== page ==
The Tennessee defendants contend that they were acting in an emergency situation in turning the children over to their father, Stephen, after plaintiff's arrest, and hence should be entitled to good faith immunity from suit.
"[A]s a matter of constitutional law, the initial removal of the children without parental consent or a prior court order was permissible [in an emergency]. Cf. Ewing v. Mytinger Casselberry, Inc., 339 U.S. 594, 599, 70 S.Ct. 870 , 94 L.Ed. 1088 (1950). However, in those "extra-ordinary situations" where deprivation of a protected interest is permitted without prior process, the constitutional requirements of notice and an opportunity to be heard are not eliminated, but merely postponed. Boddie v. Connecticut, 401 U.S. 371, 379, 91 S.Ct. 780 , 28 L.Ed.2d 113 (1971).
Here the children were turned over to Stephen by the Tennessee defendants allegedly with the knowledge that they would immediately be taken to Texas and thus out of the jurisdiction of Tennessee, effectively eliminating the opportunity for plaintiff to receive a post-deprivation hearing. Cf. Ellis, supra. The Tennessee defendants do not contend that they made any effort to request or direct Stephen to remain in Tennessee until a hearing could be held. Plaintiff alleges that their actions were part of a conspiracy with Stephen Hooks to wrongfully deprive her of physical custody of her children. Whether any or all of the Tennessee defendants were acting in good faith is an issue of fact properly resolved at trial. Elam, 573 F. Supp. at 805; see also Downs v. Sawtelle, 574 F.2d 1, 16 n. 19 (1st Cir.), cert. denied, 439 U.S. 910, 99 S.Ct. 278, 58 L.Ed.2d 255 (1978).
Although not directly applicable to the events herein, Title 37, ch. 1, pt. 1, of the Tennessee Code, the General Provisions pertaining to Juvenile Courts and Proceedings, provide, in part:
37-1-101. Construction. — (a) This part shall be construed to effectuate the following public purposes:
. . . .
(4) To provide a simple judicial procedure through which this part is executed and enforced and in which the parties are assured a fair hearing and their constitutional and other legal rights recognized and enforced;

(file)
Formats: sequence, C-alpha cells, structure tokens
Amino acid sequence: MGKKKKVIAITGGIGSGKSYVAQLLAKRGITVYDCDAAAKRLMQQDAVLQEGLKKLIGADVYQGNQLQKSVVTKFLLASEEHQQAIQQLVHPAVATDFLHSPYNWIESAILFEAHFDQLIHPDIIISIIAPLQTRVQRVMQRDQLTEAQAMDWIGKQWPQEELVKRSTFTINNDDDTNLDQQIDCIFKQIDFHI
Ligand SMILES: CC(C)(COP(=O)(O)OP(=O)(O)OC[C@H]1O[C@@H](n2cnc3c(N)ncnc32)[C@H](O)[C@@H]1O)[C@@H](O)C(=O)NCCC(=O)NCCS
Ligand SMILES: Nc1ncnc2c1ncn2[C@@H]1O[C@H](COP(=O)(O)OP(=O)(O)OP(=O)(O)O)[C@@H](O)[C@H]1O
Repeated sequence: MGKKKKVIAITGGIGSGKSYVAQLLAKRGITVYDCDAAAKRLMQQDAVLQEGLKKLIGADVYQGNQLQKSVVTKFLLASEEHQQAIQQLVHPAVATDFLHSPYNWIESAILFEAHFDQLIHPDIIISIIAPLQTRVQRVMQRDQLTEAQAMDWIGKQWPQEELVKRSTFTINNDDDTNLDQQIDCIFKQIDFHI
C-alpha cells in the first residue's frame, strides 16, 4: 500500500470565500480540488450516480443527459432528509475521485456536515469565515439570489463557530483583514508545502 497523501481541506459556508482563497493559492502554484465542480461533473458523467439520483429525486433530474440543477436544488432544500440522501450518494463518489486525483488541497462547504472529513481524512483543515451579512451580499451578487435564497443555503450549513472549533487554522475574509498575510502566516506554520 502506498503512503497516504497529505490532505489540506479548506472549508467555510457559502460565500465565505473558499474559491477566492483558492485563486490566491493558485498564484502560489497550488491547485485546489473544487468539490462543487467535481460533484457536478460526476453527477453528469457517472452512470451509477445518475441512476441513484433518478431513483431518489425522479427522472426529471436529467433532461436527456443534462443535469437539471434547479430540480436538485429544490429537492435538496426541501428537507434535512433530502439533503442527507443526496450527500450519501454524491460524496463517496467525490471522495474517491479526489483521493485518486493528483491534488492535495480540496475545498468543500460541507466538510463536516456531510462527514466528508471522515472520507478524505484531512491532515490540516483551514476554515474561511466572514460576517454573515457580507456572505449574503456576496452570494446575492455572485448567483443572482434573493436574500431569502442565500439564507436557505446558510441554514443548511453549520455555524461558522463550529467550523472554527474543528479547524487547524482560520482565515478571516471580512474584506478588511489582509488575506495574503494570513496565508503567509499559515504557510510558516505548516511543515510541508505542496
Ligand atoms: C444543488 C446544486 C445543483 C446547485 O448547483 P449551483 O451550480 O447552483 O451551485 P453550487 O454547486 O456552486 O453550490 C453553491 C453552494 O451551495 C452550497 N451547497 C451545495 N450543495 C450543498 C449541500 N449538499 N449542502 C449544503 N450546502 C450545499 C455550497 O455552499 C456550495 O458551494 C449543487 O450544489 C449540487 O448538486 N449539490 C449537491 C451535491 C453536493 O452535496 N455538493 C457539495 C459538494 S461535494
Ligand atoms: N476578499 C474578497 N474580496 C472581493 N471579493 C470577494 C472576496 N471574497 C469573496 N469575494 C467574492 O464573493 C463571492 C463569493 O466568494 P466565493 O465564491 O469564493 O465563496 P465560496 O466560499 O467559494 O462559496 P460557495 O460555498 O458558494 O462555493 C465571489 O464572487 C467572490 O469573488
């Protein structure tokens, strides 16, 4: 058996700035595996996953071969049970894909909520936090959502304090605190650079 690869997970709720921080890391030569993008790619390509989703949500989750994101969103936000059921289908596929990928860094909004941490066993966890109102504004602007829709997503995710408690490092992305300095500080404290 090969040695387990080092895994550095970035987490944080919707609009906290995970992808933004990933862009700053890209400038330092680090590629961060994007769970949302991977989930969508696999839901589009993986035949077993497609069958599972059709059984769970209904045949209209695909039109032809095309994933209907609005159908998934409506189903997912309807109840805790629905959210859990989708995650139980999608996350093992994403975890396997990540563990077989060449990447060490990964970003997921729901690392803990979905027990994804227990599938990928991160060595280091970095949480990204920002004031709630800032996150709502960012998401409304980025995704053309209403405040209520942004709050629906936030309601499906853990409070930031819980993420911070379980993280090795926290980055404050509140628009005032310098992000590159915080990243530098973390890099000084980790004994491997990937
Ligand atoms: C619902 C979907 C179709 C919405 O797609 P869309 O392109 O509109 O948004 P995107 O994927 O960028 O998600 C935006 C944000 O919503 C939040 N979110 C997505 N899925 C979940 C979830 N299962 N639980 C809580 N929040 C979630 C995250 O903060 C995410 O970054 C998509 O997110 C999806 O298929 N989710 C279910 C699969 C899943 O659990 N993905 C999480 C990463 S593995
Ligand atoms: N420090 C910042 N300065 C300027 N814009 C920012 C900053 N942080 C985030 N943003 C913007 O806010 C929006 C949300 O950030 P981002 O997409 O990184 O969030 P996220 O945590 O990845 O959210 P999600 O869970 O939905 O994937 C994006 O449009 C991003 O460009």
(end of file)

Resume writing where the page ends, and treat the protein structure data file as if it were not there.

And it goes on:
. . . .
37-1-113. Taking into custody — Grounds. — (a) A child may be taken into custody:
. . . .
(3) By a law-enforcement officer, social worker of the department of human services, or duly authorized officer of the court, if there are reasonable grounds to believe that the conditions specified in § 37-1-114(a)(2) exist.
. . . .
37-1-114 Detention or shelter care of child prior to hearing on petition. — (a) A child taken into custody shall not be detained or placed in shelter care prior to the hearing on the petition unless there is probable cause to believe that:
. . . .
(2) The child is a neglected, dependent or abused child, and in either case his detention or shelter is required because the child . . . may abscond or be removed from the jurisdiction of the court, and . . . there is no less drastic alternative to removal of the child from the custody of his parent . . . available which would reasonably and adequately . . . prevent the child's removal from the jurisdiction of the court pending a hearing.
37-1-115. Custody — Release to proper party — Warrant for custody. — (a) A person taking a child into custody shall within a reasonable time:
(1) Release the child to his parents . . . upon their promise to bring the child before the court when requested by the court. . . .
. . . .
37-1-117. Investigation and release or commitment — Petition — Hearings. —
. . . .
(c) If a child alleged to be dependent and neglected is removed from the custody of his parent . . . prior to a hearing on the petition, a preliminary hearing shall be held no later than three (3) days after the child's removal. . . .
II. STATE ACTION
Without citation to any authority, the District Court, in its memorandum accompanying its order dismissing plaintiff's case, held that it did not appear that the Texas defendants were acting under color of state law. It is true that an allegation of misuse or abuse of a valid statute does not state a cause of action under § 1983, but challenges only private action. See Lugar v. Edmondson Oil Co., 457 U.S. 922, 941, 102 S.Ct. 2744, 2755, 73 L.Ed.2d 482 (1982). If plaintiff's claim in this case had been for false arrest, as the District Court initially understood, its holding might have been sustainable under this rationale.